Like in one of my newer original tracks, “Walking”: the “son of a gun” line has been hanging out in my head for two years now; I really needed something and that line just felt good. Sometimes there’s just a spurt of stream-of-consciousness, and a song just falls out of me. For “In your arms” (Ed.: Juliana laughs here) — I don’t know where the muses hang out, but sometimes they just see through you and songs just flow straight out.

Or sometimes there’s a chord progression bouncing around in my head that I really like and I just play around with it on my guitar. And then there’s the times a song really isn’t working and I have to give it some space.. Then I’ll come back to it, see it in a new light and immediately know how to finish it. I know I have a tendency to write a lot of songs in sort of a pensive and melancholy vein, so lately I’ve been trying to mix things up and start writing songs that explore different moods so my songs aren’t so one-note. I think that’s one of the primary goals in my writing—to give people a space to feel something in. That’s one of the most beautiful things about music…that you can create something that a complete stranger can relate to and feel.

Ben: So is that sort of how music as a whole works for you? One of the things I have found really striking about your work is how well and confidently you can take a song — even a well-known one, “Bad Romance,” for instance — and put your own spin on it entirely, like completely transform it and make it yours. What’s that process like for you?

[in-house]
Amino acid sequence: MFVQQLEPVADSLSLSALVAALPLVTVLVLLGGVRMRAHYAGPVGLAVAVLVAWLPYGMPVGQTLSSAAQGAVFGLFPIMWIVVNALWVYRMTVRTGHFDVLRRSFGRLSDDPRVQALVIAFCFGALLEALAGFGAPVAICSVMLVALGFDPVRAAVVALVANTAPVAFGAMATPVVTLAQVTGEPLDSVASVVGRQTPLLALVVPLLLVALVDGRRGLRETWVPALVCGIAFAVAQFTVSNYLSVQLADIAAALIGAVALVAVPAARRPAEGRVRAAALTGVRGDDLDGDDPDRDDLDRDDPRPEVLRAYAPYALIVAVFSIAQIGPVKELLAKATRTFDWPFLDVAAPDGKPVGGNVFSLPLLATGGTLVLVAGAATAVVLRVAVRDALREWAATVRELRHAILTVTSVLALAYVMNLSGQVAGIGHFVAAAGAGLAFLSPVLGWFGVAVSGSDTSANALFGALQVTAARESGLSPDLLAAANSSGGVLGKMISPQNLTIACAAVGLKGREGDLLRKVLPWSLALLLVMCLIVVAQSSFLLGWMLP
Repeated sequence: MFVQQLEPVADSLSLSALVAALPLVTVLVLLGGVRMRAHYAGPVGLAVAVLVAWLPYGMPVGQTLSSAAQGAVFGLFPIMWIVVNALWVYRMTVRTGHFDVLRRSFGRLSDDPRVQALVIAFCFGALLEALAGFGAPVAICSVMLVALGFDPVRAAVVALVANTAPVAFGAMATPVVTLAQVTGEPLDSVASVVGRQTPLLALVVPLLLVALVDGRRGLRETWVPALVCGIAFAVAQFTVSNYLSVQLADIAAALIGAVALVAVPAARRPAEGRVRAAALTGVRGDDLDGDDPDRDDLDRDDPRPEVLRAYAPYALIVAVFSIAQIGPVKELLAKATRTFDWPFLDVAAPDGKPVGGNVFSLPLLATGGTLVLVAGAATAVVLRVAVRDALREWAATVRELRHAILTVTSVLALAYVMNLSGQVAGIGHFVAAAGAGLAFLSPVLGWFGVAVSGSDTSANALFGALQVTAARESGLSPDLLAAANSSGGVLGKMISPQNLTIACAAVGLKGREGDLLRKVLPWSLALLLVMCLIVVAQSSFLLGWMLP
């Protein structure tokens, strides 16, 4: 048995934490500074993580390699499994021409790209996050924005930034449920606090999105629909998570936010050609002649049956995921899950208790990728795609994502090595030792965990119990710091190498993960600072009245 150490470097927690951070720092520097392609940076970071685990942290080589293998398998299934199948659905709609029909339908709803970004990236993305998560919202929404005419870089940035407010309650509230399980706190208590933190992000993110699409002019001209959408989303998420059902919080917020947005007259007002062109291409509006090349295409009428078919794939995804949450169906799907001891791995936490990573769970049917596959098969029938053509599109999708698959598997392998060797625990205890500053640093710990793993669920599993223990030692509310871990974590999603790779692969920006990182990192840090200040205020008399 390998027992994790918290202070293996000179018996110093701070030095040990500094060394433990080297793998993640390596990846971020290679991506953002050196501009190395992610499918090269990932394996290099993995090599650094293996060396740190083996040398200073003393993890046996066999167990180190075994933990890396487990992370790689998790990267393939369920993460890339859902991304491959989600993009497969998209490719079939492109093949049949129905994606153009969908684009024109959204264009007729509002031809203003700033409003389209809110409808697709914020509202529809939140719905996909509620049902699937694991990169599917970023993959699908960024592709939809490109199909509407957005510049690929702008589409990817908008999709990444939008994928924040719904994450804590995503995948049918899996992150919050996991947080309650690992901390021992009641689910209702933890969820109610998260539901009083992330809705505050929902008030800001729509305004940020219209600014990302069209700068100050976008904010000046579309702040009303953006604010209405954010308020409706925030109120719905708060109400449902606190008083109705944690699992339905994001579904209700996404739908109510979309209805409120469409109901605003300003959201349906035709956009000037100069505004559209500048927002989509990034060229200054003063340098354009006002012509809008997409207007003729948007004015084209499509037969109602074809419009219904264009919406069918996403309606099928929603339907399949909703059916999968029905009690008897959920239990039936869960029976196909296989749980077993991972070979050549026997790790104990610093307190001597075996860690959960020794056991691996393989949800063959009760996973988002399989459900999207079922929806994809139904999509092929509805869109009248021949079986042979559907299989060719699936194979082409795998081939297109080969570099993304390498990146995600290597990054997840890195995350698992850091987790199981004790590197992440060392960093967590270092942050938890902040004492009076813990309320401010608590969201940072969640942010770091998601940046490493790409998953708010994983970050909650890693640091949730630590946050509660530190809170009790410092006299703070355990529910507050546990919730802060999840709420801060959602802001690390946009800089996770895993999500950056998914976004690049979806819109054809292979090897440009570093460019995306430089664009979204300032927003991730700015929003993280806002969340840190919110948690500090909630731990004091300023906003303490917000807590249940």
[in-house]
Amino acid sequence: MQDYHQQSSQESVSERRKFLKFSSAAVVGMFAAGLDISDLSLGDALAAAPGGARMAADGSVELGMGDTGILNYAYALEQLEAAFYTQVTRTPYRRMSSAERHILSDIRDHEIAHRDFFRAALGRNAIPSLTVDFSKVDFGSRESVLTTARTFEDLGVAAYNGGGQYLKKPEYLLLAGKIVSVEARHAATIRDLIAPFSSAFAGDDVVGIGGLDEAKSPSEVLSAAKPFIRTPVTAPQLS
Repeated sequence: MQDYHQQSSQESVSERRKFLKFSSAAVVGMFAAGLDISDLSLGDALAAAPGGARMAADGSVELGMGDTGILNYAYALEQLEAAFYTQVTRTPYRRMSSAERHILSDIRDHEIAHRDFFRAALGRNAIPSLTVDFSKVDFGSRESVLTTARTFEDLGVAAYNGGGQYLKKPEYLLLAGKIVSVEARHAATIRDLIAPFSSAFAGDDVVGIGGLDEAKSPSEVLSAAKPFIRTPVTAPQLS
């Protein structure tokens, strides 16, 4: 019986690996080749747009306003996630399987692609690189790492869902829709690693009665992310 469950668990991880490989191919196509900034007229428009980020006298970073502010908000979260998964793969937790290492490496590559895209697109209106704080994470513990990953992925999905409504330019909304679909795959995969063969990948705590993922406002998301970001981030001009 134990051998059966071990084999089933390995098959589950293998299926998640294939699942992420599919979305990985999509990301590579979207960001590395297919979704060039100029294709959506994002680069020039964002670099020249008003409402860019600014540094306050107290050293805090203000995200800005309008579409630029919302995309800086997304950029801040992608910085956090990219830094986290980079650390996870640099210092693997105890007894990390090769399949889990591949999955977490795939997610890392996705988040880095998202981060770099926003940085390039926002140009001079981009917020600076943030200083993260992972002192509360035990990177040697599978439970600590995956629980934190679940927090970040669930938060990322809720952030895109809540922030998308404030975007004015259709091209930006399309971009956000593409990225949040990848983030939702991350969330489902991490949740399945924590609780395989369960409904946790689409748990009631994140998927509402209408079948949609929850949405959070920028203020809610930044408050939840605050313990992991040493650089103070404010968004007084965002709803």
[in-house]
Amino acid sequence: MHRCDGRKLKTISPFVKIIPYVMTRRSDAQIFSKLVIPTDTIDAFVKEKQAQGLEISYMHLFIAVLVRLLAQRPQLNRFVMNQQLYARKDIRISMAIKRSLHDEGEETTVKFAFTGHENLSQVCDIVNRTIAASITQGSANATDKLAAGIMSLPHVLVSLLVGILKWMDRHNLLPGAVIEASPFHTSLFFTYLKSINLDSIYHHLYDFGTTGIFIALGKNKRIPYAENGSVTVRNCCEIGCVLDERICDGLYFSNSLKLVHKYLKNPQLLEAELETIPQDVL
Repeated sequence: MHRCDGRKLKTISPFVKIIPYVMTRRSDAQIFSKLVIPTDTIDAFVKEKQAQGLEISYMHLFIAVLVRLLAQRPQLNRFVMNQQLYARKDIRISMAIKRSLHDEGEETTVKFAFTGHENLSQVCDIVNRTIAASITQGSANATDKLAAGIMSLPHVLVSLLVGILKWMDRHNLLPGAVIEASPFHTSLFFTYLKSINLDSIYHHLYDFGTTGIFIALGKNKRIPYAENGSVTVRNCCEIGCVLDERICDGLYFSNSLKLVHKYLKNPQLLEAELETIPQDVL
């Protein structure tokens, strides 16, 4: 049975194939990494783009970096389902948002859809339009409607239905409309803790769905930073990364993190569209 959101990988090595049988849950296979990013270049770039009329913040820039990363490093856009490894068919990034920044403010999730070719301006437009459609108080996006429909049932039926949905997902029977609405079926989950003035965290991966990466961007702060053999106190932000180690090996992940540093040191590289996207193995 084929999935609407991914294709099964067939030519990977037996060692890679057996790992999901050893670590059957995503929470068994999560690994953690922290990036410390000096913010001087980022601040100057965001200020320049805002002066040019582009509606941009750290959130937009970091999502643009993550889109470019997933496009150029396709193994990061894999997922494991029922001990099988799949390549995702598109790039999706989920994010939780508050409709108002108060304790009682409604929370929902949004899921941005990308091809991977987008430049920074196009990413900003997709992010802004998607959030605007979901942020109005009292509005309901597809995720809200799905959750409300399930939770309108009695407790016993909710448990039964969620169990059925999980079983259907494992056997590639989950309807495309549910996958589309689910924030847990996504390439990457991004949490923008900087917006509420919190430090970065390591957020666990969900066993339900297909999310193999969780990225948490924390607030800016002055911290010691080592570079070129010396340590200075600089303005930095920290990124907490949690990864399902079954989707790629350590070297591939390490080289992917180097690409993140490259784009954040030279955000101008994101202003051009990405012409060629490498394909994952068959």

Juliana: I love that music is so transcendent as a medium. There is literally no other form of art that transcends space and time quite so much. Right now someone across the globe could be listening to the same album I am, experiencing what I’m experiencing even though we’re thousands of miles apart. And I can still enjoy and listen to the same music my parents grew up listening to. I can play a song written by Mozart several hundred years ago and put my own spin on it. It’s so cool when you can take a song and make it your own. Prior to covering [Birdy’s cover of Phoenix’s “1901”] I had never actually listened to the words, just the music itself. I use words, that’s my thing. I love the poetry of it, love taking a song and having people listen to the words. And you really have to get to know a song before you can cover it in your own way. It’s a fun process, and it’s neat to see how people react to the way you interpret the song.

Ben: Absolutely. Let’s talk a little bit more about your musical history quickly; I know we talked about it last year, but it’s a good segue into talking more about your future.

Juliana: It’s funny—you’d never know it but for a very long time, I was extremely shy. I’ve always been drawn to music, but never performed in public. Singing was strictly for the shower or the car. It was just for me. So performing was something I hadn’t really explored. This is a bit of a digression, but I had this solo I actually still remember from my fourth grade musical, and I remember refusing to let my parents buy the tape of the performance because I was mortified at the thought of having to watch it again. I was that extremely shy. Ha, my mom recently told me that after that fourth grade play she literally didn’t hear me sing again until my senior year of high school. I’ve always loved it for myself, I just never sang for anyone else. I’ve been coming into my own though, and for someone who’s a pretty laid-back social animal— I’ve never been the person who walks into the room and demands everyone’s attention. I’m more of a listener and observer, you know? — the stage has been a place where I have really blossomed. I love performing.